17 April 2024

Marian Catholic College students 'energised' by feeding 200 Griffith families in need

| Oliver Jacques
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food kitchen making meals

Marian Catholic College students joined Carevan recently to help prepare meals. Photo: Supplied.

Marian Catholic College students are collaborating with a local Griffith charity to prepare meals for those in need, an initiative that sees them cater to up to 200 families on some nights.

Griffith Carevan, a volunteer-run mobile van that cooks and serves nutritious meals for community members every Wednesday at the Griffith Community Centre, was recently joined by the students from Years Seven to 12 offering their assistance.

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Additionally, staff and students have formed their own community action team to prepare meals and deliver them directly to families in lower socio-economic areas.

These initiatives have been driven by the school’s cultural liaison officer Sanita Lole.

“We’ve been doing this since 2015. I told the students, ‘Don’t do this because you want an award or credit; you’re here because you want to help someone and give back’.

“The students are very energised. They’re learning about the foundations in life on how to provide for their community. That’s how you become a leader in our school.”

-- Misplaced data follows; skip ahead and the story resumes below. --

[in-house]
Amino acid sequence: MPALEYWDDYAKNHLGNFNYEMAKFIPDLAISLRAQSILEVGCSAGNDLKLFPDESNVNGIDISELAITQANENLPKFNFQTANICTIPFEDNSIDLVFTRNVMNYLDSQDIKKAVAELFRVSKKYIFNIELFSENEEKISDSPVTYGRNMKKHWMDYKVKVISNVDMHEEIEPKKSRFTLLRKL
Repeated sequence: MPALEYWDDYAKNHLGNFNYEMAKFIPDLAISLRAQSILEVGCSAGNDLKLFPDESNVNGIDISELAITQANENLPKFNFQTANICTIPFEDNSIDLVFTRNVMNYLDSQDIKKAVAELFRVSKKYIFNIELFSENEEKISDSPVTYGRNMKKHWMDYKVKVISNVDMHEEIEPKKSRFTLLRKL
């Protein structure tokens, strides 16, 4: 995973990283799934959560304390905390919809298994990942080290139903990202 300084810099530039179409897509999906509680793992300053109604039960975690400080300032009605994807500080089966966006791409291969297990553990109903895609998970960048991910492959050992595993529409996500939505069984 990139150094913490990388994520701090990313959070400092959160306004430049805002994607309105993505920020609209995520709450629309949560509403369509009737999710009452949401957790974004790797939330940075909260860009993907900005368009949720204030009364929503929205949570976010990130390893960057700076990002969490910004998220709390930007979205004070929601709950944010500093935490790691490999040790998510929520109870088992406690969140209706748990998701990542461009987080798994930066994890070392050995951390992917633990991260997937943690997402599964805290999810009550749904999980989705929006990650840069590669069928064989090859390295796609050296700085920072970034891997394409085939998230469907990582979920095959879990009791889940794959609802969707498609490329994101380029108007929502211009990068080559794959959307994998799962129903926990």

Pacific Islander dance group

Ms Lole has also organised Pacific Islander dance group performances. Photo: Facebook.

The full process of operating a not-for-profit program is put into practice.

At first, they collect recycled bottles and cans, deposit them in the Return and Earn depots and get the money to buy the ingredients at Foodworks to make the meals.

Marian’s chef Matt Gatt then directs the kitchens as the students prepare the meals before they are delivered to those in need.

“We are not only passing on a vision for care and compassion, but we are caring with no judgment, reaching out to cultures, generations and socioeconomic backgrounds and creating a sense of belonging around the dinner table,” Ms Lole said.

Marian staff leaders Maureen Shannon and Gabriel Abdala and Carevan co-ordinator Janice Sartor have also played key roles in making the program happen.

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Ms Lone also coordinates a number of other initiatives in which students help the broader community. Last year, her efforts were commended in NSW Parliament by NSW MP Helen Dalton.

“Today I recognise Sanita Lole, an exceptional member of the Samoan and wider community in Griffith,” Ms Dalton said.

“A truly multicultural woman. Sanita is indefatigable in her position of Cultural Liaison Officer and Pastoral Care Worker at Marian Catholic College. She works hard to include students in a huge variety of projects.

“Outstanding are: Project Samoa, coordinating Year 12 students to help source educational supplies and raise funds and physically help to rebuild and renovate the Sisters of Mercy primary and secondary schools in Samoa. Fundraising in the aftermath of the Tongan tsunami and the earthquake in Turkey and Syria. In addition, Sanita encourages students to support interagencies, with active involvement in Meals on Wheels, headspace, Carevan, Safe Haven and Linking Communities.”

Ms Lole also helps run an IT for Seniors program. Tech savvy Marian students go to Griffith City Library to help pensioners who struggle with things such as internet banking, social media and navigating government online portals and services.

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